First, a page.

- Published in Journal of Occupational and Environmental Medicine -

Comparison of the Utility of Two Assessments for Explaining and Predicting Productivity Change: Well-Being Versus an HRA

Author(s): Gandy, William M. EdD; Coberley, Carter PhD; Pope, James E. MD; Rula, Elizabeth Y. PhD

Journal-of-Occupational-and-Environmental-Medicine Objective: To compare utility of employee well-being to health risk assessment (HRA) as predictors of productivity change.

Methods: Panel data from 2189 employees who completed surveys 2 years apart were used in hierarchical models comparing the influence of well-being and health risk on longitudinal changes in presenteeism and job performance. Absenteeism change was evaluated in a nonexempt subsample.

Results: Change in well-being was the most significant independent predictor of productivity change across all three measures. Comparing hierarchical models, well-being models performed significantly better than HRA models. The HRA added no incremental explanatory power over well-being in combined models. Alone, nonphysical health well-being components outperformed the HRA for all productivity measures.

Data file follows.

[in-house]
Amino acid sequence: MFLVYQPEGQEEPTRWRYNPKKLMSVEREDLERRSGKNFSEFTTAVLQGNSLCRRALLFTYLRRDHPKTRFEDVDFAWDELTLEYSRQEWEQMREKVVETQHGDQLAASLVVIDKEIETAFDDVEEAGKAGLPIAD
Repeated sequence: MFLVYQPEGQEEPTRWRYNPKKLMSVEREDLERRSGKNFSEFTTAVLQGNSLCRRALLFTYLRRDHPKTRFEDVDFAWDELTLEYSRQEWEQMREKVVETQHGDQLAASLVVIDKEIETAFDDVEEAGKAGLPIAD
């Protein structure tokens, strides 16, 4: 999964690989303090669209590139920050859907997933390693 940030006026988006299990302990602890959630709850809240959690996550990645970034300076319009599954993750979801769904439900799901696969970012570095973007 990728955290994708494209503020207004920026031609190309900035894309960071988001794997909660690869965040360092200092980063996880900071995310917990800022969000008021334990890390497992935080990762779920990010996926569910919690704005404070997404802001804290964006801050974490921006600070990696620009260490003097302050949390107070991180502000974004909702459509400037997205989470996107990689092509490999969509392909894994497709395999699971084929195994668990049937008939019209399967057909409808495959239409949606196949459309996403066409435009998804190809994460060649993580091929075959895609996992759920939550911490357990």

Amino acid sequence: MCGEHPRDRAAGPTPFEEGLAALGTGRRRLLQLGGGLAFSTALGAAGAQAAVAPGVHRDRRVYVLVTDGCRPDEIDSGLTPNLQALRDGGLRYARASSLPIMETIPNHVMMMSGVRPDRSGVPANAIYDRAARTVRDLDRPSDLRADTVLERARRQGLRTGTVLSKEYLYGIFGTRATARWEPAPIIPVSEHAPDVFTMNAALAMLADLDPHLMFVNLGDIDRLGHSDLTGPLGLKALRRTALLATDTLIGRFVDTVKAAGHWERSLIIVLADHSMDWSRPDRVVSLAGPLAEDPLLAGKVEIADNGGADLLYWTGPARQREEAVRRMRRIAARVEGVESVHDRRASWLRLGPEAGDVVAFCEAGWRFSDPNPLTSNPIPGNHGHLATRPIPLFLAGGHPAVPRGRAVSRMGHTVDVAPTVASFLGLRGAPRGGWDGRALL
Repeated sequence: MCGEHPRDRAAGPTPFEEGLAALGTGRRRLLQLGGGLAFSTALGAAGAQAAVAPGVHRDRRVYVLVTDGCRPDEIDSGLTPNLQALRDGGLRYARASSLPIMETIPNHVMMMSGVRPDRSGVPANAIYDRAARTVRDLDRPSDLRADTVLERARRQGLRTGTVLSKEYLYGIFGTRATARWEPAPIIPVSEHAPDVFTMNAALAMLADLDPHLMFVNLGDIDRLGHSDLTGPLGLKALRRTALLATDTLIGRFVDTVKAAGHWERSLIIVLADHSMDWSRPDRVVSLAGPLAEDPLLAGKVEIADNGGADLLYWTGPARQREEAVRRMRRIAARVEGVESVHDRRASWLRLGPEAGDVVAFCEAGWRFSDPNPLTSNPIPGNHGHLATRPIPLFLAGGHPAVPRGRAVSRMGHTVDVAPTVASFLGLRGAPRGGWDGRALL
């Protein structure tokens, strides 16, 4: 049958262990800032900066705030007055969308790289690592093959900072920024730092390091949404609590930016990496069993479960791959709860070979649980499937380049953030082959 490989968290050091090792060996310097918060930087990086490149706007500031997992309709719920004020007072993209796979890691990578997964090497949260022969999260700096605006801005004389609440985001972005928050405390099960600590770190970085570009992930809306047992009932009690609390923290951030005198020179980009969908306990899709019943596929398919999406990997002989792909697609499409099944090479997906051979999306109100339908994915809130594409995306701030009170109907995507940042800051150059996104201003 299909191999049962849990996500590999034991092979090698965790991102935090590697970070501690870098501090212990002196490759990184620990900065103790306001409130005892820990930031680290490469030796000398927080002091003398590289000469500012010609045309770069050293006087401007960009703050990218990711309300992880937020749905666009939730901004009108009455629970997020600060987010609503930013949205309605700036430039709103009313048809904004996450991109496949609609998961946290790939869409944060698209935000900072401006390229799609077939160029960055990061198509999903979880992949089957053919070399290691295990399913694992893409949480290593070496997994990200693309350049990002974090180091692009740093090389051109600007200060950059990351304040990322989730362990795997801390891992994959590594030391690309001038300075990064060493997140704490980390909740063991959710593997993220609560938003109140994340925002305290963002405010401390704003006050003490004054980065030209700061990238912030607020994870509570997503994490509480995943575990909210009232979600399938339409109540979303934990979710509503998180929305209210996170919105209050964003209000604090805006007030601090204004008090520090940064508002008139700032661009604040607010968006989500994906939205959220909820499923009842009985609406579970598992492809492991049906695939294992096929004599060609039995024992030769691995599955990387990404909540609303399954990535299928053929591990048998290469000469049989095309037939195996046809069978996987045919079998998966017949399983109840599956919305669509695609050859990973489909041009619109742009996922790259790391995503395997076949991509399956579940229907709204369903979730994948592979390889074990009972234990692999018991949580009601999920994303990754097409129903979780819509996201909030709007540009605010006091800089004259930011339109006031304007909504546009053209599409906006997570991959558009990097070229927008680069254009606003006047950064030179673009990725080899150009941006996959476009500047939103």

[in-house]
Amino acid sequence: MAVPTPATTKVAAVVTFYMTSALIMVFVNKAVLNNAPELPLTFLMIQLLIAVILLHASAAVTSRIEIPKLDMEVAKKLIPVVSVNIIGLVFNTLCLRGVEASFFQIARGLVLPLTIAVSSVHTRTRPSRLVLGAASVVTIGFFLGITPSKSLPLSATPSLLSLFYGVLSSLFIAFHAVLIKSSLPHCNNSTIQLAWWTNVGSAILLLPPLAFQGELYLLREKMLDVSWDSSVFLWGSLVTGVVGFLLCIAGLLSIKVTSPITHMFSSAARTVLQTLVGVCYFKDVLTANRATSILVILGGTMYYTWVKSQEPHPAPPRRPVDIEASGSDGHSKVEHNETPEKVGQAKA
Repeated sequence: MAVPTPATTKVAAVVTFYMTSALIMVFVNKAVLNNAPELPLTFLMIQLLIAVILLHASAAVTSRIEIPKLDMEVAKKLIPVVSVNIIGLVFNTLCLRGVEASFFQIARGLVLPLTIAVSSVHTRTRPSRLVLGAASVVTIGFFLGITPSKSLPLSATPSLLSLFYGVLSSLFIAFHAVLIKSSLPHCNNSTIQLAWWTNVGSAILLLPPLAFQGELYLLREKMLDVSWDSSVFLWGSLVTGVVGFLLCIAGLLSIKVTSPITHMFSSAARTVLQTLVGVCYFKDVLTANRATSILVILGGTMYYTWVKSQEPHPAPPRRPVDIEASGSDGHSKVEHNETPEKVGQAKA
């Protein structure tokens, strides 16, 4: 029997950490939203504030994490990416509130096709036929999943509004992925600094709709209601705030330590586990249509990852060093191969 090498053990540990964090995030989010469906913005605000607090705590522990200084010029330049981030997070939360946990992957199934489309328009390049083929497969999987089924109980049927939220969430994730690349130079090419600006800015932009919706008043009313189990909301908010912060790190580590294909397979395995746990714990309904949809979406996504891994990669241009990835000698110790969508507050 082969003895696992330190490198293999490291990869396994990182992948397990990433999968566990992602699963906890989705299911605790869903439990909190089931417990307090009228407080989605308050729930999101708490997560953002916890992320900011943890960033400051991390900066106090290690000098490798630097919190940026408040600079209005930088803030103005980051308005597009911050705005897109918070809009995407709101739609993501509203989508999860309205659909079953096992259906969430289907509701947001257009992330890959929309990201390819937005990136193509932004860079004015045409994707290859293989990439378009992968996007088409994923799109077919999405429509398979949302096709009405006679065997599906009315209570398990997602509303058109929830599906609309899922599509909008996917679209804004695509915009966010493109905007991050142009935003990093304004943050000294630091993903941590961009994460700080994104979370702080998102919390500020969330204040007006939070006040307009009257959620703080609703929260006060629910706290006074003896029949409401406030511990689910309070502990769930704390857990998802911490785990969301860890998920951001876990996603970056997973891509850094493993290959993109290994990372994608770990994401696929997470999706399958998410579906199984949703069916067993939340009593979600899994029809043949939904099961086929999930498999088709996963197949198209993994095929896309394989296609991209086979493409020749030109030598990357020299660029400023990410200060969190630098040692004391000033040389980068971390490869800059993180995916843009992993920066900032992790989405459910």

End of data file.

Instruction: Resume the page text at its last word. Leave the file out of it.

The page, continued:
Conclusions: Well-being offers a more comprehensive measure of factors that influence productivity and can be considered preferential to HRA in understanding and addressing suboptimal productivity.

Read Article

Topics: Well-Being Well-being Assessment Employer Populations Performance/Productivity Peer Reviewed Predictive Modeling